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theangloboerwars.blogspot.co.uk/

Walter Westerman, Inspector of Cape Government Railways 1 week 4 days ago #61583

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It was the first half of the article I found particularly interesting. I wonder how much of his work still survives.

For his efforts with the soldiers' graves and the cemeteries, he deserves to be remembered as a part of the history of the war, and post-war.

Here is an article by him, and could that be him in the first photograph?
www.theheritageportal.co.za/article/cari...er-and-magersfontein
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Walter Westerman, Inspector of Cape Government Railway 1 week 4 days ago #61586

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Walter Westerman was my Great Uncle on my mother’s side. The R. C. Cordon mentioned above was his brother-in-law who was a second cousin to me on my father’s side.
Walters efforts were recognised and he was awarded the South Africa Medal and Clasps WO 100/279 p98 of 262
His death was reported in the Derbyshire Times 27/9/1930
( d28/9/1929 )
I would be very interested in any other information relating to his life in S.A.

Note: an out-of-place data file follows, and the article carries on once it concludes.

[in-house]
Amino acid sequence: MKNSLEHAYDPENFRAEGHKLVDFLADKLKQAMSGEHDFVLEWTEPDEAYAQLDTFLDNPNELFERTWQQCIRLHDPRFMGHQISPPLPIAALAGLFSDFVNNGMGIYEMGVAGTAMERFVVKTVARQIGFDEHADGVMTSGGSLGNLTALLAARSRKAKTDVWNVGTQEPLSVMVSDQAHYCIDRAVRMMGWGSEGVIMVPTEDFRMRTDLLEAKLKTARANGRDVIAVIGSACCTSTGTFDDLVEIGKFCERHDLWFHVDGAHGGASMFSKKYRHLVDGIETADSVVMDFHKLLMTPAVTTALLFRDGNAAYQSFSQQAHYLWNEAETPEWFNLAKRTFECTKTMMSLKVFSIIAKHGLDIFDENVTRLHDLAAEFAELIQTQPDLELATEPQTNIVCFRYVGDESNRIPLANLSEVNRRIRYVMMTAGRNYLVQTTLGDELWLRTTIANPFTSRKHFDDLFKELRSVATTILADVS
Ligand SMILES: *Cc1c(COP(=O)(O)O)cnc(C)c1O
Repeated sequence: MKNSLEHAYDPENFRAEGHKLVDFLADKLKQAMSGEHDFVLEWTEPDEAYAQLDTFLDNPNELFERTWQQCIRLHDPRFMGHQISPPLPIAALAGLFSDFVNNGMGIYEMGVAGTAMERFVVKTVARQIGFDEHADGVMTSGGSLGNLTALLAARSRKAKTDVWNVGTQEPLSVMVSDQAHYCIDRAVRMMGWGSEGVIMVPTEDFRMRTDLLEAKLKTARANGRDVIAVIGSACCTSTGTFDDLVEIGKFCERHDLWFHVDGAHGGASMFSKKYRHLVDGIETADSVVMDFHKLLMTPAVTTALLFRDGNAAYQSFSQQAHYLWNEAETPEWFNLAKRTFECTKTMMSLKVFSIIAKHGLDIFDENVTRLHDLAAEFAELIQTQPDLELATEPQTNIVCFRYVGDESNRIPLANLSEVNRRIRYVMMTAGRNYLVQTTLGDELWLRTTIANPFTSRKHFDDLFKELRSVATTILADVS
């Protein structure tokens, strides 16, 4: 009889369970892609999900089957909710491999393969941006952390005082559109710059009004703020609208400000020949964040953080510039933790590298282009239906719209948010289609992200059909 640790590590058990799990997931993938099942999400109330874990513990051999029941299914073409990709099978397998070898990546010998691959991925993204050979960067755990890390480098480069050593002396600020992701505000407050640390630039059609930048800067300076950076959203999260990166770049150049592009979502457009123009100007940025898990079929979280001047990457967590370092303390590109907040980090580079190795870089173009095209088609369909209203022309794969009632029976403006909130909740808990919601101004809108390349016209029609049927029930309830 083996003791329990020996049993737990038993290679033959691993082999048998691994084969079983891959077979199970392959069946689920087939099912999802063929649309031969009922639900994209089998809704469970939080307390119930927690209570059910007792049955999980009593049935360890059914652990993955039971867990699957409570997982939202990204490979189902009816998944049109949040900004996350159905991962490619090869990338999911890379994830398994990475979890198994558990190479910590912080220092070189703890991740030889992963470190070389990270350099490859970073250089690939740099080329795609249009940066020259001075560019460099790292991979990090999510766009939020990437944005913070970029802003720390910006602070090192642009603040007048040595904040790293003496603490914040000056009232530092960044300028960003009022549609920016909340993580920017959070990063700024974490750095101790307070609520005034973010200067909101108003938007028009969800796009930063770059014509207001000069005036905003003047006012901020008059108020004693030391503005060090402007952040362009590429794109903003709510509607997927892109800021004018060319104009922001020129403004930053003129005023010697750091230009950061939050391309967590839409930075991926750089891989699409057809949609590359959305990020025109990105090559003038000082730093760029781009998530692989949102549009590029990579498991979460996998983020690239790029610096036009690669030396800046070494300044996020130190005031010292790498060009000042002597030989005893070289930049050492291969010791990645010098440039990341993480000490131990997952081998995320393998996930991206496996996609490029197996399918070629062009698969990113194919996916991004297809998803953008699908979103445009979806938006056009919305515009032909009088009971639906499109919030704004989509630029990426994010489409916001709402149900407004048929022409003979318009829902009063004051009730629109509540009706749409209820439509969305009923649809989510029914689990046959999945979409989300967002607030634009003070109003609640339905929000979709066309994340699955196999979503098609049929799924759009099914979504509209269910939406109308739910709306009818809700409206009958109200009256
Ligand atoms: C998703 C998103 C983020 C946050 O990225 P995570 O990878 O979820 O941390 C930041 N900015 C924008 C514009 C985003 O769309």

Brian Cordon

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Walter Westerman, Inspector of Cape Government Railway 1 week 4 days ago #61588

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Hello Brian

What a great pair of ancestors to have.

The page number is 93 and Ancestry have indexed his surname as "Westermann", although it is clearly written 'Westerman'.

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Meurig

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theangloboerwars.blogspot.co.uk/
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theangloboerwars.blogspot.co.uk/

Walter Westerman, Inspector of Cape Government Railway 1 week 4 days ago #61589

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Thanks Meurig

Another reference I have to Walter Westerman is from ‘From Aldershot to Pretoria’ by W.E.Sellers and R.W.Allen from which I quote here:

One of the best helpers the chaplains had was Mr. Westerman, who held an important position on the railway line, and who was steward of the Wesleyan Church at Modder River. He had been a prisoner among the Boers for six weeks, and on many occasions they had threatened to shoot him as a spy. They had not, however, injured him or his property in any way. It was, therefore, a most unfortunate occurrence that this good man's house and furniture should have been wantonly damaged by British soldiers on their arrival at the place. Evidently they thought the house belonged to a Boer. An order was, of course, promptly issued stopping such wanton destruction for the future. Another good Christian man at Modder River was Mr. Fraser, a Scotch Presbyterian, whose house had been most unfortunately wrecked by the bombardment. He and Mr. Westerman met week by week, during the period of the Boer invasion, for Christian worship. These two gentlemen rendered splendid service to our Christian soldiers, and to them both we are greatly indebted.

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Brian